In a world where humans and animals coexist, a legendary group of criminals roams the streets.
Known as “The Bad Guys”, this diabolical team is led by pick-pocket Mr. Wolf (voice of Sam Rockwell) with safe-cracker Mr. Snake(Marc Maron) by his side. They are joined by sharp-tongued hacker Ms. Tarantula (Awkwafina), the master-of-disguise Mr. Shark (Craig Robinson) and the short-fused ‘muscle’ Mr. Piranha (Anthony Ramos).
Wolf is the brains of the outfit and has successfully led several heists. His leadership has helped them attain legendary status due to the audacity of their crimes. Wolf is always trying to be one step ahead of everyone else. Like a seasoned chess player, he plans moves ahead of time. But when he and his team are caught in the act, he is rattled when, for the first time, things do not work out exactly as he planned.
In an attempt to avoid jail time, Wolf tries to convince the Governor and Police Chief that his team is a product of people’s perceptions. Specifically, if people fear them as the kinds of animals they are, what hope do they have of ever being good?
Highlighted throughout this animated outing is one compelling element in our modern era – the perceived “strengths” and manipulative effects of social media. In one scene, a video is posted and the public view of the Bad Guys starts to dramatically change. By the time of the anti-heroes’ next public appearance, they are seen as “good guys” and everyone wants to take selfies with them.
This shift becomes an opportunity to reform the group, through a series of challenges designed to encourage their behaviour to change. Yet, it seems unlikely the Bad Guys can become model citizens when they have been criminals all their lives. Can a leopard really change its spots?
This project is quite a departure from other DreamWorks films with an ambitious story similar to animated features such as Despicable Me and Megamind. Still, this film is executed with stunning, stylistic and fast-paced animation reminiscent of Ocean’s Eleven movies. Characters all have their own quirks, with mannerisms reinforcing their individual natures. This is complemented by a wealth of acting talent in the voice contributors who add a layer of depth to the characters, making them very convincing as anthropomorphic animals.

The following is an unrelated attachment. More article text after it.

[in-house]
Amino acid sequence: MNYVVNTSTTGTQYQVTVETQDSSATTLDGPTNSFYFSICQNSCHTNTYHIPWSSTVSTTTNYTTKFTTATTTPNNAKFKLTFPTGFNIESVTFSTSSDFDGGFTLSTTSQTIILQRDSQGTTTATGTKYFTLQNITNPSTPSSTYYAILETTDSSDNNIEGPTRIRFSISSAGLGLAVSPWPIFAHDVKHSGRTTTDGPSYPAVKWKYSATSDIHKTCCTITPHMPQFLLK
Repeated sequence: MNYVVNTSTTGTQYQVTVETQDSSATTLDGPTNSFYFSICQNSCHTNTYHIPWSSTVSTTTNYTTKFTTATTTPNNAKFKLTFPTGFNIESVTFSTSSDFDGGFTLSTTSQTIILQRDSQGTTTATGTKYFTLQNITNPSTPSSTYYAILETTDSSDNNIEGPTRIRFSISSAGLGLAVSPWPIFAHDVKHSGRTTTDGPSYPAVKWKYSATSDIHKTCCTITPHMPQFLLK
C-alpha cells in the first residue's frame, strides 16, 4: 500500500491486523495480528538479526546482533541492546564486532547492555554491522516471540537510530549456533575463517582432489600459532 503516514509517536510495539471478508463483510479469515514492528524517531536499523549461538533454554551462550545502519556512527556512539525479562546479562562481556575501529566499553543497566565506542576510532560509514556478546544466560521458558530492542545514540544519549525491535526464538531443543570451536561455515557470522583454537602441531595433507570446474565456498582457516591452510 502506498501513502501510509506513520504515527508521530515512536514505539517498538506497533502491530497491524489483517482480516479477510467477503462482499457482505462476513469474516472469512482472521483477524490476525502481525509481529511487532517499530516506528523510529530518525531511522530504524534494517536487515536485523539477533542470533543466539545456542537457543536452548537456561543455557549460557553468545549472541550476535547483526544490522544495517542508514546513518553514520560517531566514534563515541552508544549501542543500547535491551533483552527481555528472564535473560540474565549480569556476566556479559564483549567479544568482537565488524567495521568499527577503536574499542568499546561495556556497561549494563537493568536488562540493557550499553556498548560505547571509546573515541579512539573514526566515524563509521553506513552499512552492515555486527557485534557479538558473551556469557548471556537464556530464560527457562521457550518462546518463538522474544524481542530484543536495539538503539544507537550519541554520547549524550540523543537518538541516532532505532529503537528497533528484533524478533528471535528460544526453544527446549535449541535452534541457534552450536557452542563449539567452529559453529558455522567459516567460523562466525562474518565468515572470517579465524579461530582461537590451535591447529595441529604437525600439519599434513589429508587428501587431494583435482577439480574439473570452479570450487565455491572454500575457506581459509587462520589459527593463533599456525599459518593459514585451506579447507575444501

Based on The New York Times best-selling book series by Australian author Aaron Blabey, the message of The Bad Guys is undeniable in true DreamWorks fashion. Are we indeed who we are – or as others see us? This query leads to a secondary, thought-provoking “nature versus nurture” debate.
Overall, this story benefits from a fantastic combination of slick animation and strong voiceover performances, making it clear that you should never judge a book by its cover.
Can people (or animated animals) change?
Create in me a clean heart, O God, and renew a right spirit within me. Psalm 51:10
“Can someone really change?” is an ongoing debate that will plague people until the end of time. It has been at the heart of stories, novels, and films. Psychologists and philosophers all have different arguments for and against the possibility of humans changing their ways. But history does prove it can be done. Still, we see this debate repeating itself year after year. So, where do we go to find concrete answers?
The words of the Bible do provide the answers that people seek, as well as revealing how desperately wicked humanity can be towards one another. But it is essential to discover how hearts can be truly change, by considering how we can move from bad to good. A feat that can not be done by sheer will or by following a 12 step program. The answer to this age-old question is found in the words, life and sacrifice of Jesus.
This may seem simplistic, but it is an answer worth studying. If this is a question you need help answering, start reading the book of Romans or contact us here.
Therefore, if anyone is in Christ, he is a new creation. The old has passed away; behold, the new has come. 2 Corinthians 5:17
Article supplied with thanks to Reel Dialogue and City Bible Forum.
About the author: Russ Matthews is a film critic at City Bible Forum and Reel Dialogue. He has a passion for film and sparking spiritual conversations.